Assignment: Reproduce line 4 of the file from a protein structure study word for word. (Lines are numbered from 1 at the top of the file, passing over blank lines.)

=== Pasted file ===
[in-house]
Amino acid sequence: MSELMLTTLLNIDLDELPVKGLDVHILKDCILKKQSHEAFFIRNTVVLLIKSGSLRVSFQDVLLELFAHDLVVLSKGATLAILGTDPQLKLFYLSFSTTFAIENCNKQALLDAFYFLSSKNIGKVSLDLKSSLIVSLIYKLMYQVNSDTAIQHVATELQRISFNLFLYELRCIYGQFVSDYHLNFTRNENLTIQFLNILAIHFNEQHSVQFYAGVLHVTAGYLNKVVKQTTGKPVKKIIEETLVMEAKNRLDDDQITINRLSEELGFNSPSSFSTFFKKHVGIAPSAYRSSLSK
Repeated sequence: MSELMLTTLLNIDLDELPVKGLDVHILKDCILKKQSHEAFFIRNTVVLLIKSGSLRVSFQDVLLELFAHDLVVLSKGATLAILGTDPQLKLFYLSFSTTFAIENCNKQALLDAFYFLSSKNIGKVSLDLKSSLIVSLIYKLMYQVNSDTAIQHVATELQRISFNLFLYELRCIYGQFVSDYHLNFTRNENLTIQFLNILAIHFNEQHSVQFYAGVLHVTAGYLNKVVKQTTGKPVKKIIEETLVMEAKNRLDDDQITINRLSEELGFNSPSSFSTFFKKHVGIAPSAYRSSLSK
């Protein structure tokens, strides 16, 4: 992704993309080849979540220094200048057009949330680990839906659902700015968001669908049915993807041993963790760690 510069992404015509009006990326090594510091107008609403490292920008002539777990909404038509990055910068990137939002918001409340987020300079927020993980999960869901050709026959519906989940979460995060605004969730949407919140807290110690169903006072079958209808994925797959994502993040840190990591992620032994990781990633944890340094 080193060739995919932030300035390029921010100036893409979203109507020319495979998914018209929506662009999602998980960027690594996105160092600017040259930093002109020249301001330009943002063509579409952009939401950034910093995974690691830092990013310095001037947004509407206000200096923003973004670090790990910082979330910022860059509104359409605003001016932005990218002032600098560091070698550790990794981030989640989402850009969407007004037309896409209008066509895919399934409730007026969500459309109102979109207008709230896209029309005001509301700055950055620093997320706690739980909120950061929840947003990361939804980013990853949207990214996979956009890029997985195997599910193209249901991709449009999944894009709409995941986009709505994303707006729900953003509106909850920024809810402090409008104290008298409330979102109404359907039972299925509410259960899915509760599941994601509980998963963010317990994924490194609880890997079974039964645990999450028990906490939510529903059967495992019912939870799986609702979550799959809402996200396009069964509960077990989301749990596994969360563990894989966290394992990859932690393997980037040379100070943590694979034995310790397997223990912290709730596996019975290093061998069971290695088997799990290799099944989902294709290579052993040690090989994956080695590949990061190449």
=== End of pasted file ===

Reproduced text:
């Protein structure tokens, strides 16, 4: 992704993309080849979540220094200048057009949330680990839906659902700015968001669908049915993807041993963790760690 510069992404015509009006990326090594510091107008609403490292920008002539777990909404038509990055910068990137939002918001409340987020300079927020993980999960869901050709026959519906989940979460995060605004969730949407919140807290110690169903006072079958209808994925797959994502993040840190990591992620032994990781990633944890340094 080193060739995919932030300035390029921010100036893409979203109507020319495979998914018209929506662009999602998980960027690594996105160092600017040259930093002109020249301001330009943002063509579409952009939401950034910093995974690691830092990013310095001037947004509407206000200096923003973004670090790990910082979330910022860059509104359409605003001016932005990218002032600098560091070698550790990794981030989640989402850009969407007004037309896409209008066509895919399934409730007026969500459309109102979109207008709230896209029309005001509301700055950055620093997320706690739980909120950061929840947003990361939804980013990853949207990214996979956009890029997985195997599910193209249901991709449009999944894009709409995941986009709505994303707006729900953003509106909850920024809810402090409008104290008298409330979102109404359907039972299925509410259960899915509760599941994601509980998963963010317990994924490194609880890997079974039964645990999450028990906490939510529903059967495992019912939870799986609702979550799959809402996200396009069964509960077990989301749990596994969360563990894989966290394992990859932690393997980037040379100070943590694979034995310790397997223990912290709730596996019975290093061998069971290695088997799990290799099944989902294709290579052993040690090989994956080695590949990061190449």